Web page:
The bleeding may have slowed at Wells Fargo & Co., but it probably hasn't stopped yet, analysts say.

Share prices of the San Francisco-based banking company have been the year's biggest disappointment, and analysts expect the earnings nadir in the third quarter.

"It's going to be a tough quarter for them," said Keefe, Bruyette & Woods Inc. analyst Thomas Theurkauf. "They're a big banking company, and you can't turn around the revenue problems they have on a dime."

Although Wells stock has recovered somewhat of late-the per-share price has risen to around $280 in recent days after having fallen to $246 April 21-the bank has seriously underperformed the Standard & Poor's bank index this year. Wells shares have risen only 3.5% since Jan. 1, while the S&P bank index has soared 37.3%.

Wells' market valuation, profitability, and prestige in the banking industry have suffered because of difficulties absorbing First Interstate Bancorp, which Wells bought in 1996 for $13.2 billion after a hostile takeover battle.

Wells' first-quarter earnings this year of $3.62 per share were below the Wall Street consensus by 13 cents. And the bottom fell out in July when the bank's second-quarter earnings slumped 37% from a year earlier. Wells had originally forecast the merger would add 18% to earnings in 1997 and 23% in 1998.

The disappointing second-quarter results prompted many analysts to slash their earnings estimates and downgrade the stock. Some analysts, including Merrill Lynch & Co.'s Sandra J. Flannigan, think third-quarter results will be even worse. A Wells spokeswoman said third-quarter earnings would be released Oct. 21.

Some investment bankers say Wells doesn't have much time to turn the ship around. They note that 70% of Wells' shares are owned by institutional investors, the second-highest level among the 10 biggest banking companies. (Banc One Corp. has the biggest institutional ownership, almost 77%.) Such shareholders could quickly grow impatient with subpar performance - and be willing to listen to outside offers.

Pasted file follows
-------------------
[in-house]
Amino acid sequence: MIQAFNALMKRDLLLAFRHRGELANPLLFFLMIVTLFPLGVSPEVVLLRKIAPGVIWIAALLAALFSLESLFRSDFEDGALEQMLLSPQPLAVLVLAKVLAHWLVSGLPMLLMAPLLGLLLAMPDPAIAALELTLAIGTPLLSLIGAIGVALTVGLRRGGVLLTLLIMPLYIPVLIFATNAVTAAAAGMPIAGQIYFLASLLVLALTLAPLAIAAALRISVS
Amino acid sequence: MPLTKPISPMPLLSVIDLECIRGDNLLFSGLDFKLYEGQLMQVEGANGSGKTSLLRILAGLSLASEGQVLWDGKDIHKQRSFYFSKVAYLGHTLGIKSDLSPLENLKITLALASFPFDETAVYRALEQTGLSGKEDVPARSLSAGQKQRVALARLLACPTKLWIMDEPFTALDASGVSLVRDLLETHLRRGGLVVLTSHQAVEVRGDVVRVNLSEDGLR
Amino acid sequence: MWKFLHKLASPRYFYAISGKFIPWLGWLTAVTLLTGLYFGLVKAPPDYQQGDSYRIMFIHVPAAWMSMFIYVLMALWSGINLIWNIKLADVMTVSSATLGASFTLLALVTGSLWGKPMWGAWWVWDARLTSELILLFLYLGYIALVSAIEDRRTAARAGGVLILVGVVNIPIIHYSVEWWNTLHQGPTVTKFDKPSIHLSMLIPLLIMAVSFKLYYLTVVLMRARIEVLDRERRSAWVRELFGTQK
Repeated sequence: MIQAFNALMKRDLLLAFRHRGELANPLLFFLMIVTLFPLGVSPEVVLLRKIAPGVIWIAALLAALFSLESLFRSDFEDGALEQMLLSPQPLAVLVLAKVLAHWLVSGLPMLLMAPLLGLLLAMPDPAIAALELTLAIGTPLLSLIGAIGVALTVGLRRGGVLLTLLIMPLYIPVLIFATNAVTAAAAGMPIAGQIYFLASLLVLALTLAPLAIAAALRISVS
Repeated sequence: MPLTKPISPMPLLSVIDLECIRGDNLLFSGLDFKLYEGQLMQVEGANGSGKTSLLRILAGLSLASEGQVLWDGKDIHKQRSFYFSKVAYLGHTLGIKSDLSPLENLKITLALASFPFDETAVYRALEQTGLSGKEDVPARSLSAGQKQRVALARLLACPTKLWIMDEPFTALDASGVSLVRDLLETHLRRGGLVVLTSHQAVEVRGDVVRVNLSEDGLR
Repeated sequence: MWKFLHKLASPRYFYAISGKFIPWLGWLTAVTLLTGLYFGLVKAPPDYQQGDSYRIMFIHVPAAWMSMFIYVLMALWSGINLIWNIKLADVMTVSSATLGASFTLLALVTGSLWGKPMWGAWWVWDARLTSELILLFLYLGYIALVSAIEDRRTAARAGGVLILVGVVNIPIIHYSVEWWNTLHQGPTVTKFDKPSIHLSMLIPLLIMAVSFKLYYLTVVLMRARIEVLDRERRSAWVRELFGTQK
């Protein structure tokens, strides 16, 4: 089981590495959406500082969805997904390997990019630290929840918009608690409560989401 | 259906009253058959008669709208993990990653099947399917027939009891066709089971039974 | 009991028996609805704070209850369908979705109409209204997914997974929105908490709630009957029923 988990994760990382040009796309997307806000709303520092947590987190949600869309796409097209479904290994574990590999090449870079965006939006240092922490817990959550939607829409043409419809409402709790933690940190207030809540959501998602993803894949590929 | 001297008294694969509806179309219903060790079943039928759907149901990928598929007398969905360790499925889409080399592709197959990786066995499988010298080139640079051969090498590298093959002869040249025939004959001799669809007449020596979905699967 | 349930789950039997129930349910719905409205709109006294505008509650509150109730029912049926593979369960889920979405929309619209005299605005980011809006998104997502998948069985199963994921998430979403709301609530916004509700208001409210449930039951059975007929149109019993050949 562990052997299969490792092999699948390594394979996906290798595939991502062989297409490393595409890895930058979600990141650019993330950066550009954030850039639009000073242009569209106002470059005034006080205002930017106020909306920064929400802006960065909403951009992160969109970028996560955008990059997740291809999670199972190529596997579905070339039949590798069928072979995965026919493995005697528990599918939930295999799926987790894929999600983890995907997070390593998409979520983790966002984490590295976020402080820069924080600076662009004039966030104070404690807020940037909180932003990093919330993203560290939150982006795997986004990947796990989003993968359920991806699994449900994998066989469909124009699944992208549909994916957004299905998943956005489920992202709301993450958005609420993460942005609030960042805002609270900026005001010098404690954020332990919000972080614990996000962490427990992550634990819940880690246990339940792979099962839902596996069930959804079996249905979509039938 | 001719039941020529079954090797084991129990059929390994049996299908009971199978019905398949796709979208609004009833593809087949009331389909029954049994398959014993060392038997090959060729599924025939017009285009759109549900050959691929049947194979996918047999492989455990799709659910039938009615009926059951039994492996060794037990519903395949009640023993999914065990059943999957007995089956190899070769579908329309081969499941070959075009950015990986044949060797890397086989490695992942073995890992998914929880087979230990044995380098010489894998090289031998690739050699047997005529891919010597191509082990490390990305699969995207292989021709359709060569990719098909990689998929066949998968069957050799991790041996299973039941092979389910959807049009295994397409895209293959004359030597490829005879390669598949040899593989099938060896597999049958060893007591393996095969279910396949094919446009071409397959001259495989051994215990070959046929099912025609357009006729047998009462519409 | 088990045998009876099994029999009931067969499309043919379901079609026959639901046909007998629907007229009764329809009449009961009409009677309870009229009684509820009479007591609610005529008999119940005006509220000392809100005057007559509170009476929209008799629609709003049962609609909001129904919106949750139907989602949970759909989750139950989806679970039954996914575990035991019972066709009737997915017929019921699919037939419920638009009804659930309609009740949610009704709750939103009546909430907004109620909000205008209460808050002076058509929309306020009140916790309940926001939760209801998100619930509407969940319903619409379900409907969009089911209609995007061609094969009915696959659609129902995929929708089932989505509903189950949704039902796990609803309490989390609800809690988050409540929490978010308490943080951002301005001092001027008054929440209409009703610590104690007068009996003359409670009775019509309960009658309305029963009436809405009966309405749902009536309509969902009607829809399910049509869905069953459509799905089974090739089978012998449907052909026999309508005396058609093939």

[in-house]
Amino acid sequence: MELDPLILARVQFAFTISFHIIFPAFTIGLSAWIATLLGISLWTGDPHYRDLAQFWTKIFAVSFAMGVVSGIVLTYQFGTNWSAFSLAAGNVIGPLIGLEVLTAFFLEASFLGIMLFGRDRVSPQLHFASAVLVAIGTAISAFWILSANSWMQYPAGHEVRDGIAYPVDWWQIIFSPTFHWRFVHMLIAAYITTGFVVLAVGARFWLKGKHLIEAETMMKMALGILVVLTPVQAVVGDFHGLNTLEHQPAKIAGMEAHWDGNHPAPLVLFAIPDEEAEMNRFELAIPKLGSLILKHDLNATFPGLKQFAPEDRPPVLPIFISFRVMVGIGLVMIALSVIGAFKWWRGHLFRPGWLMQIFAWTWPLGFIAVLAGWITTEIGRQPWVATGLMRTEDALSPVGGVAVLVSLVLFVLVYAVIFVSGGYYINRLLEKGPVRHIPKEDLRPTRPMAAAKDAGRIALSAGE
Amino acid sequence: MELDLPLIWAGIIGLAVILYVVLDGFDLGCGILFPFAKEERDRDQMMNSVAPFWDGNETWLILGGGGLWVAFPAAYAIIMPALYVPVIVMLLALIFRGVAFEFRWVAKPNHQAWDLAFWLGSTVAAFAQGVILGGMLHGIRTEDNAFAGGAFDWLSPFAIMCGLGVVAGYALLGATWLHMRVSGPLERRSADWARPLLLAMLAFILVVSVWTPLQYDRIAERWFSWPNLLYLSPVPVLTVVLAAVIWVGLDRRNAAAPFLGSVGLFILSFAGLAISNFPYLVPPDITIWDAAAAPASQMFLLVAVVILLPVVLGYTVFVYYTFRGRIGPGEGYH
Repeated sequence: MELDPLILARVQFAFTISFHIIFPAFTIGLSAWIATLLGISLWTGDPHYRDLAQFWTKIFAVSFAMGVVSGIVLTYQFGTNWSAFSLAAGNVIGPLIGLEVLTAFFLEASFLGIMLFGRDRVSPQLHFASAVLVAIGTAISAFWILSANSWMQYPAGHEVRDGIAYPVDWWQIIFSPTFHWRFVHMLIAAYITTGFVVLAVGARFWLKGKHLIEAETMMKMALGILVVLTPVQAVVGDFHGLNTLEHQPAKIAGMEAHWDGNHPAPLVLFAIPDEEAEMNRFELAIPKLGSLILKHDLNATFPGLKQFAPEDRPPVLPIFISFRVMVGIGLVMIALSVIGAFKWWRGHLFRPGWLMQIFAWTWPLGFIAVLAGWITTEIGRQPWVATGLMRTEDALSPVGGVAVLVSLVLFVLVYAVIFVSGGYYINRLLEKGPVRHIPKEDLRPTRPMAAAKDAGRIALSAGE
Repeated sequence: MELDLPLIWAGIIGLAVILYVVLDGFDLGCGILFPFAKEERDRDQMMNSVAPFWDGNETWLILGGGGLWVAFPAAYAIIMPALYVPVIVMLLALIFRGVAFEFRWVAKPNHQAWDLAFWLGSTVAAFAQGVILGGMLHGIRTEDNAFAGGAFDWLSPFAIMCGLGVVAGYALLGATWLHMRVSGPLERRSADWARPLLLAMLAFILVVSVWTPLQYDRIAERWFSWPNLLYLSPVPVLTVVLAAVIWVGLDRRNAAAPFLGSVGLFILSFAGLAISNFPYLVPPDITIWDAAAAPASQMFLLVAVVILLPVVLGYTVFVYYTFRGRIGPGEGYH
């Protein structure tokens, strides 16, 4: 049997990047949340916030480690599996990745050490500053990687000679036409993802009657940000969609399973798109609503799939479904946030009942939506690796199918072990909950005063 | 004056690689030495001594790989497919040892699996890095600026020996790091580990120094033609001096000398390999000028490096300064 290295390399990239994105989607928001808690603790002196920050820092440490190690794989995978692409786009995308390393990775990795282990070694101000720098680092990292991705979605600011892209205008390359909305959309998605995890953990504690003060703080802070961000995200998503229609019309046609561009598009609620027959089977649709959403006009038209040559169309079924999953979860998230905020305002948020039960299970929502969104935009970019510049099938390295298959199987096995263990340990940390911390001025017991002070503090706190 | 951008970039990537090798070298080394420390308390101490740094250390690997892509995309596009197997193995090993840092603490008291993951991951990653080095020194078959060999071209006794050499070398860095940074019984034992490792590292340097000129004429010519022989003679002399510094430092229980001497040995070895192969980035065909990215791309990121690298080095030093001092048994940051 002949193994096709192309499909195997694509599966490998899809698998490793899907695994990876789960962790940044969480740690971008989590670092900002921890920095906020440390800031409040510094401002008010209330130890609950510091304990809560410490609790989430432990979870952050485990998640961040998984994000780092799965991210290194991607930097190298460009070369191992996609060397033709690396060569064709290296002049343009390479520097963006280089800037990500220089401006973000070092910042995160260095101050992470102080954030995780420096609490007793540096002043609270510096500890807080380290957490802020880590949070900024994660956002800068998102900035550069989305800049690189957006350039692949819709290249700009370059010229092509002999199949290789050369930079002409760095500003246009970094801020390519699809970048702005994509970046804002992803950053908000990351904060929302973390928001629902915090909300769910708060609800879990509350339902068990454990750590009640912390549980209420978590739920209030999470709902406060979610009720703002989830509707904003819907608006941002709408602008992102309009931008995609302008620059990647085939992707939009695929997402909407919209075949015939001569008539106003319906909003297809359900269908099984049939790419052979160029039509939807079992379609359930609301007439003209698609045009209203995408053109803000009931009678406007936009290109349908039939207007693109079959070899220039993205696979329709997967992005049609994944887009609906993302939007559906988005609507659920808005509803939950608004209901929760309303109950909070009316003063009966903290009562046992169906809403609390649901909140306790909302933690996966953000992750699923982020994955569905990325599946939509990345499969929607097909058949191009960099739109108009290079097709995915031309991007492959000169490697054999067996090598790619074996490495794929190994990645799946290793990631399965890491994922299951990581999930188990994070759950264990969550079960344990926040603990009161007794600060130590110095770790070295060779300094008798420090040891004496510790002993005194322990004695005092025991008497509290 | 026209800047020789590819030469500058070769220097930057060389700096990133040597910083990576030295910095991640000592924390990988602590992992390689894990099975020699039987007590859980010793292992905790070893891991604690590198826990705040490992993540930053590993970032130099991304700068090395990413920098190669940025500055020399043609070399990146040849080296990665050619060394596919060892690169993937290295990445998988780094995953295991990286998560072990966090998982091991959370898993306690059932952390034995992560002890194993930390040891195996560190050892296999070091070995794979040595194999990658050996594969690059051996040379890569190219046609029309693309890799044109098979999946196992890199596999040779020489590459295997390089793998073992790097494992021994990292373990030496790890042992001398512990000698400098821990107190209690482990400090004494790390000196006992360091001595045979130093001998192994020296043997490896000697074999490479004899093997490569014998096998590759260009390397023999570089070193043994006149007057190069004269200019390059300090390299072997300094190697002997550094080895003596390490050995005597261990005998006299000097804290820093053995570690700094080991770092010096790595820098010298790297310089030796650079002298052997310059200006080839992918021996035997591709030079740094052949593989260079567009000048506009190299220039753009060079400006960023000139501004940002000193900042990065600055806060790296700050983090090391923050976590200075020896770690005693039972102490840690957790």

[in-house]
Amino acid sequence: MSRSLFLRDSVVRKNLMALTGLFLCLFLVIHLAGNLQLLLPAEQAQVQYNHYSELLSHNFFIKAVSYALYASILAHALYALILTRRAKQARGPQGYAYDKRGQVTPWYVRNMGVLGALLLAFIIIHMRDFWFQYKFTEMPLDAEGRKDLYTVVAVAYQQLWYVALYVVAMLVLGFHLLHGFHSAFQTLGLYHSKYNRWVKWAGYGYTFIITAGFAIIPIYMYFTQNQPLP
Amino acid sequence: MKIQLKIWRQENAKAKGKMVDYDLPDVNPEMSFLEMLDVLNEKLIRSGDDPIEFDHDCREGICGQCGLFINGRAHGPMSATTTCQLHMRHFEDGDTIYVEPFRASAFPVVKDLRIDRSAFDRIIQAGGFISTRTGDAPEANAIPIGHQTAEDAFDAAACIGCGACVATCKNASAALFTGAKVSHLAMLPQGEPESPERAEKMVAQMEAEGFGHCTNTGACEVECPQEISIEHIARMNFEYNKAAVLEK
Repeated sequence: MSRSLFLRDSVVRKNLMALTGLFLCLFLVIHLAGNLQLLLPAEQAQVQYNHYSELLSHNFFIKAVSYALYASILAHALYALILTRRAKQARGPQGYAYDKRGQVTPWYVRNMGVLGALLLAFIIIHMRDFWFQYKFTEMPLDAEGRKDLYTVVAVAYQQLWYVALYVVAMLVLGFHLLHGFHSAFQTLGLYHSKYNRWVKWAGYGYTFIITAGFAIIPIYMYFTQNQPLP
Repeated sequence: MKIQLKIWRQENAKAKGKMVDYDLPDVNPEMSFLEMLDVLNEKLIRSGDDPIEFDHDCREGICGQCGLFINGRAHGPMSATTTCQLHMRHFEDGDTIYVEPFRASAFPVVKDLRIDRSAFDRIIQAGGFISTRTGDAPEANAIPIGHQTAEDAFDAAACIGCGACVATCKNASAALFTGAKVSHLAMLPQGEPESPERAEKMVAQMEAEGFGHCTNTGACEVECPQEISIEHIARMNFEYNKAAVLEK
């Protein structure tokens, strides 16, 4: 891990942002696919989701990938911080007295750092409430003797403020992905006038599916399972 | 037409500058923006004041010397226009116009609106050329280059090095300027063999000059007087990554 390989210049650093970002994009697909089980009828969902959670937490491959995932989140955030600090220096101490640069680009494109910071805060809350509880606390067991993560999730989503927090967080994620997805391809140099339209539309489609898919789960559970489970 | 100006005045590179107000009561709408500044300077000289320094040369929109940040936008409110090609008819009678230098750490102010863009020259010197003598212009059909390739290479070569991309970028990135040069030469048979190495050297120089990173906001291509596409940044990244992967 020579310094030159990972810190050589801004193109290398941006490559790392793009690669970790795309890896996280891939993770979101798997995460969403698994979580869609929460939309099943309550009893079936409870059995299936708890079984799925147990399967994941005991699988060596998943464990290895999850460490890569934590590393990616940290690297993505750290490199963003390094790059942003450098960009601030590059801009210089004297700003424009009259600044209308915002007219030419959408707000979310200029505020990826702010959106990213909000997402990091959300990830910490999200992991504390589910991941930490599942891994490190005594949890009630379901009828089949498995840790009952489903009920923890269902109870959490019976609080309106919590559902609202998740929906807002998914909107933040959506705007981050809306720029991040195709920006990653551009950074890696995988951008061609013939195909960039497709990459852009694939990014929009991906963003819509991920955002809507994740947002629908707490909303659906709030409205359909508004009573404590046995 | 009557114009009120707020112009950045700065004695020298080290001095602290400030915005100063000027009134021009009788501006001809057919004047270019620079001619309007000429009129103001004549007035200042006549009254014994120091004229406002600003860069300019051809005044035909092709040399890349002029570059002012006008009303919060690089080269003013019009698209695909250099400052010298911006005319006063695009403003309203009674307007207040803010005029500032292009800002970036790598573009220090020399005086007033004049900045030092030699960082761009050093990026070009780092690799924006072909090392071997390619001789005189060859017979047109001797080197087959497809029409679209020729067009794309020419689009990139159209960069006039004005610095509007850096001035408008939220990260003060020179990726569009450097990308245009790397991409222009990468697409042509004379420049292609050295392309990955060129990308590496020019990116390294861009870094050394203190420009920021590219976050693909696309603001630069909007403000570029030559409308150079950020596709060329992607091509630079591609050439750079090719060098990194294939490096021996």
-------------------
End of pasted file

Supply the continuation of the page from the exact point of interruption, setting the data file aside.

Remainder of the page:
Wells' problems have thrust into bold relief the potential problems all banks face as they struggle to meet Wall Street expectations about bank consolidation.

The Street loves mergers, but it wants them to add to earnings quickly- within 12 to 18 months, at most. However, because banks find it necessary to pay huge premiums to make acquisitions (Wells paid a 26% premium for First Interstate), they must aggressively slash costs while boosting revenues to meet the expectations.

Wells, for example, aimed to cut $800 million in annual expenses within 18 months after completing the merger.

Cutting costs drastically while expanding or even just maintaining a business is extremely difficult, particularly in an industry as mature as banking, observed Mark L. Sirower, professor of management at New York University and author of "The Synergy Trap."

In banking, he said, most companies offer similar products. That means customers disgruntled with one company's service cuts can easily find another with similar offerings.

It didn't take much for the market to show just how much its faith in Wells had been shaken. On Aug. 20 the bank's share value plunged $16.50 in a single afternoon (although it recovered to a $7.50 loss by the close) after a false report surfaced that vaunted investor Warren E. Buffett had sold all his shares in Wells. The bank stemmed the panic by saying that Mr. Buffett remained a "substantial" shareholder.

Meanwhile, for all Wells' well-publicized problems, some analysts are starting to see signs of improvement, although few are ready to recommend buying the stock just yet.

"The operational problems caused by the First Interstate integration appear behind them," said Keefe Bruyette's Mr. Theurkauf. "But they've lost a lot of customers, and it will be hard to get them back."

Merrill Lynch's Ms. Flannigan said the bank "is off life support but not fully out of the woods."

Revenue growth, she said in a recent report, remains a major problem. Loans aren't growing, and deposits are expected to shrink by at least another $1 billion because of sales of branches necessitated by the in- market First Interstate merger.

That said, losses of customers outside California-one of the bank's biggest problems after the merger-have at least slowed and may even have been reversed in Texas and Colorado.

The bank is also working to repair its "high-tech, low-touch" image among consumers.

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